It’s Memorial Day weekend, folks, which means that until Tuesday, we’re peace outtie in our leased Audi. If you’re not going to the Hamptons for the opening of Stereo by the Seashore this weekend, and you don’t feel like being cooped up at one of PDT’s pre-opening parties, allow us to suggest a rooftop bar — twenty of them, in fact, from the don’t-even-think-about-it Private Roof Club and Garden at the Gramercy Park Hotel to Mé Bar, where you can simply order pizza and crack a cheap beer in the glow of the Empire State Building. Heck, maybe we’ll stay in town after all
Bar Buzz: Rooftops Revisited
Tonight’s launch of D’Or (pictured above), the lounge underneath the Dream Hotel’s newly opened Amalia, isn’t the most exciting thing owner Greg Brier has going. He tells us that on July 1 he’ll open a 4,000 sq. ft. rooftop on the 16th floor of the Hilton Gardens hotel on 48th Street and Eighth Avenue — a space he believes will trump 230 Fifth in size. A two-minute walk through a utility corridor and a high-speed elevator trip will lead visitors to an enclosed fifteenth-floor lounge with a glass fireplace. And the roof? “It’s going to have a Japanese garden-type feel,” Brier says, “with teak decking and little plots so people can break away from the crowd.” More than likely, he’ll ask Amalia chef Ivy Stark to consult on a menu of “real American barbecue.”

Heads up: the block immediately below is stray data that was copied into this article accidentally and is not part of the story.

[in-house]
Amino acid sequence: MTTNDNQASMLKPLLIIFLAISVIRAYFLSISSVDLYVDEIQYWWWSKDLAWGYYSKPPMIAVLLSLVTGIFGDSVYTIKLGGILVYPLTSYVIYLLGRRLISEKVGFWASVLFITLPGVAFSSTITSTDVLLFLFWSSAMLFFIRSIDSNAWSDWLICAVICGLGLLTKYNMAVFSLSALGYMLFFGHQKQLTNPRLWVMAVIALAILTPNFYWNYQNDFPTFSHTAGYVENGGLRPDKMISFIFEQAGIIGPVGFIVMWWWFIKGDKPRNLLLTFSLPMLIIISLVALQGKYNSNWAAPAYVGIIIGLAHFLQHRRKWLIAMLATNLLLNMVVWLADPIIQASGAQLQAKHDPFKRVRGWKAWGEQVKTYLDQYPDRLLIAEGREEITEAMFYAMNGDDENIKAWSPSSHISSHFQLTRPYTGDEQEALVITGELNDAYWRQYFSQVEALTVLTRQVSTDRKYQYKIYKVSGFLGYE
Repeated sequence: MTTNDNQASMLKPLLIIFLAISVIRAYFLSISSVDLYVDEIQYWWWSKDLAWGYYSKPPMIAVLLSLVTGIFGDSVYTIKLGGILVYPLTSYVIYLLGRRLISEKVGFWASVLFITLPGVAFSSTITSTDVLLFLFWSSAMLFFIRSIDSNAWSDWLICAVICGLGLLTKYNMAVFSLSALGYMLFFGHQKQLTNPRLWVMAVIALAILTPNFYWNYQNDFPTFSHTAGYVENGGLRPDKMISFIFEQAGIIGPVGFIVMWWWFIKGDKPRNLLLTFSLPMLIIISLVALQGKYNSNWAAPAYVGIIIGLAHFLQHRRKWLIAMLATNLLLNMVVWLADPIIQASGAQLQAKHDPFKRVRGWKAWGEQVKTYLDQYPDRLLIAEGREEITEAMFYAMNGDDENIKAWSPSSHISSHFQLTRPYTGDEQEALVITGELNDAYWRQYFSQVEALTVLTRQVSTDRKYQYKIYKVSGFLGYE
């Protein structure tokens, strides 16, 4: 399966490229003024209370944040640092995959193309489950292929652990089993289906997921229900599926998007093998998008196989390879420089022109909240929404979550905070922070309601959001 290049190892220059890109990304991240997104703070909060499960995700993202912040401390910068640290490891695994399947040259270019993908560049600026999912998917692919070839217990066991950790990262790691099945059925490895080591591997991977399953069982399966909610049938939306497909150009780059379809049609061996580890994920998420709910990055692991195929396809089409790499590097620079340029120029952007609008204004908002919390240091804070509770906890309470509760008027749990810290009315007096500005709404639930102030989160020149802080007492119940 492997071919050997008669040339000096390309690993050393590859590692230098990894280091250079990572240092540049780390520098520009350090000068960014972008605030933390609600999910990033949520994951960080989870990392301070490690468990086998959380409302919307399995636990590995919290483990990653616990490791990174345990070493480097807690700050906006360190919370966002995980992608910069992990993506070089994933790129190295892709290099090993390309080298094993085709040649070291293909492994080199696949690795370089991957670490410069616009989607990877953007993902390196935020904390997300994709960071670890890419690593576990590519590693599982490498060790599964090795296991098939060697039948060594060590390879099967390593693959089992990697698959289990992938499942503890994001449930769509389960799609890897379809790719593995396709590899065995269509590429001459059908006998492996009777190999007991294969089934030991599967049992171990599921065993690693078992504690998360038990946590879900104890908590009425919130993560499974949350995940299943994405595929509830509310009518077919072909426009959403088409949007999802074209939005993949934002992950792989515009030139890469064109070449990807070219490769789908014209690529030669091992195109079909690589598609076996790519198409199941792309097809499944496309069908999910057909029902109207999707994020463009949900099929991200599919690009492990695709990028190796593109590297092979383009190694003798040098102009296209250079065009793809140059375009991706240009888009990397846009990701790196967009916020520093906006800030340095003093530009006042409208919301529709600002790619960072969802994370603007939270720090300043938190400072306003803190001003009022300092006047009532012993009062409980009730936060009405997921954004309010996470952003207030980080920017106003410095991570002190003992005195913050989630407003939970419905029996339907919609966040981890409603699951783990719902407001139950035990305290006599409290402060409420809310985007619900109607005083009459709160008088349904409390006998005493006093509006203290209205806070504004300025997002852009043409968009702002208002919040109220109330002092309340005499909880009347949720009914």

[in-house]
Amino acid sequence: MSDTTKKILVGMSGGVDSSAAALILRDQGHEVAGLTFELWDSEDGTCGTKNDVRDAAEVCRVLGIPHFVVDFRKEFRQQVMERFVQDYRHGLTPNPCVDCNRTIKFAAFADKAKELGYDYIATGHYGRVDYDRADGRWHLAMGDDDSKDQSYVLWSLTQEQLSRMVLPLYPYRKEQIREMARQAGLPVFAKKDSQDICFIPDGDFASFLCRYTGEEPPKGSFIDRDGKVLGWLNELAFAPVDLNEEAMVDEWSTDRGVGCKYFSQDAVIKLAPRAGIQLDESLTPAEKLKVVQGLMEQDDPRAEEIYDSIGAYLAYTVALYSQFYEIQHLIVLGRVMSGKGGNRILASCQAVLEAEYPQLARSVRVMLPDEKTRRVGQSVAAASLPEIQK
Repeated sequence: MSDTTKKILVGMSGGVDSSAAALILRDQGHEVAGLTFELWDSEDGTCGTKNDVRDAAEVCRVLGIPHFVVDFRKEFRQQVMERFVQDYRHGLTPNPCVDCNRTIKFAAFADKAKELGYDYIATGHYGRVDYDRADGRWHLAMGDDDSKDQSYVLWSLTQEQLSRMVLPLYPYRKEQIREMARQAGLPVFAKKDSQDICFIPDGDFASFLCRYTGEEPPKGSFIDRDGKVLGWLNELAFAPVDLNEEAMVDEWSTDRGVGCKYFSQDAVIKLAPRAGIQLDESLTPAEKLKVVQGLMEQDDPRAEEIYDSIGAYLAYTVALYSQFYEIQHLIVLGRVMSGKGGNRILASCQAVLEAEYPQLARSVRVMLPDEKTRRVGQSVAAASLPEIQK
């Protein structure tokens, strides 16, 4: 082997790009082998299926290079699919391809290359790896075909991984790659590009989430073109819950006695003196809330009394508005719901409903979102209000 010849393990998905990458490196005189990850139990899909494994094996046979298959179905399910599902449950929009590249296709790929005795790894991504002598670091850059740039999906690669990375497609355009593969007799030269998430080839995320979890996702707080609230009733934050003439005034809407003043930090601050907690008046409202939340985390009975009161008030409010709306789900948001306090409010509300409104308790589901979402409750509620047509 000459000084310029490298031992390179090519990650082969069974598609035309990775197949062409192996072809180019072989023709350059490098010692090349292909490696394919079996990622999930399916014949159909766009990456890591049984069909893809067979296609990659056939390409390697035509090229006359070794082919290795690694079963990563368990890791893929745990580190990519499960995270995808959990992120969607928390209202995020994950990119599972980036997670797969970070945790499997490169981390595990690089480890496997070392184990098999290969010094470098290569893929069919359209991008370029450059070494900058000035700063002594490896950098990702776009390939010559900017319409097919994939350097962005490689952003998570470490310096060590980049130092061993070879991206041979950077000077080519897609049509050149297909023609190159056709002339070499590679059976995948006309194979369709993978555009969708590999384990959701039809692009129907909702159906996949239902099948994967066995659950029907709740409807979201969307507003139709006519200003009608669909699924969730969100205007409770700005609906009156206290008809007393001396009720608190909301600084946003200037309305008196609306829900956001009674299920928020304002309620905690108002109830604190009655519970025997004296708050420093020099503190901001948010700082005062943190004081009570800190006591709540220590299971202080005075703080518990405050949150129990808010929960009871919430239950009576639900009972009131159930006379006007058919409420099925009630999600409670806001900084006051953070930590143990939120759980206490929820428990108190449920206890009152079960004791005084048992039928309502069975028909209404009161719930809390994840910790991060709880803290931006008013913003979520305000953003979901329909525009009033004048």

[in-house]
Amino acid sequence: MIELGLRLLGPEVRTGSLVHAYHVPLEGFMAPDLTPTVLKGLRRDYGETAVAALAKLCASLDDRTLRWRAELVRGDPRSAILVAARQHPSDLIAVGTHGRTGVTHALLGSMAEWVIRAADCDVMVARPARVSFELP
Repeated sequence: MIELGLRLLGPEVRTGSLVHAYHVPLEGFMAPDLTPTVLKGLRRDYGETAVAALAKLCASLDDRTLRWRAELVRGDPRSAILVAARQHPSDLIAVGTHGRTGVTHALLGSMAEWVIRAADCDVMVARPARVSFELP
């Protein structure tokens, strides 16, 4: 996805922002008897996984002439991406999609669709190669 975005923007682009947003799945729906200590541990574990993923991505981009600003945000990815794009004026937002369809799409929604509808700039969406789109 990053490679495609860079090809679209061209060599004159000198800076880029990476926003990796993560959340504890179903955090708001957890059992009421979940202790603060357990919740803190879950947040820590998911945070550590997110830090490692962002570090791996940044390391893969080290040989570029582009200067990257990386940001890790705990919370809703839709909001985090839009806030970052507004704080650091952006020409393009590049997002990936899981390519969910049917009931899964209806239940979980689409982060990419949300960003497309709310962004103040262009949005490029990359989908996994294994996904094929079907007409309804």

A lot of chefs — particularly of the Haute Barnyard breed — advertise their love of farms. But how many actually mastermind a breeding program, and then invite other chefs to the country to see the results? Cesare Casella, the Tuscan cook behind Maremma, has been breeding two types of pigs (and snow-white Chianina cattle) at Stonewall Preserve upstate. On Monday, he invited Mark Ladner of Del Posto, April Bloomfield of the Spotted Pig, Zak Pelaccio of Fatty Crab, Kevin Garcia of 'Cesca, and Mary Ellen Heavner of 5 Ninth to come up and sample the Stonewall pig.
It was a sad day a couple of years back when Sample chef and co-owner Josh Cohen closed Biscuit, his Park Slope barbecue restaurant. By now, you may have gotten over it. Which makes this an extra-special surprise: Biscuit is coming back. On Monday, Cohen finalized plans to convert Night and Day, at 230 Fifth Avenue (not to be confused with 230 Fifth Avenue, the Manhattan restaurant), into a bigger and better version of Biscuit, scheduled to open on October 30. His slow-smoked pork, spareribs, point-cut brisket, and chicken, along with other southern standards like fried chicken and u-peel-'em shrimp, will all be making a triumphant return. There will also be a full bar and blues and bluegrass music. "I think we have a chance to really do Biscuit right this time," Cohen told us. Hey, we liked it the last time.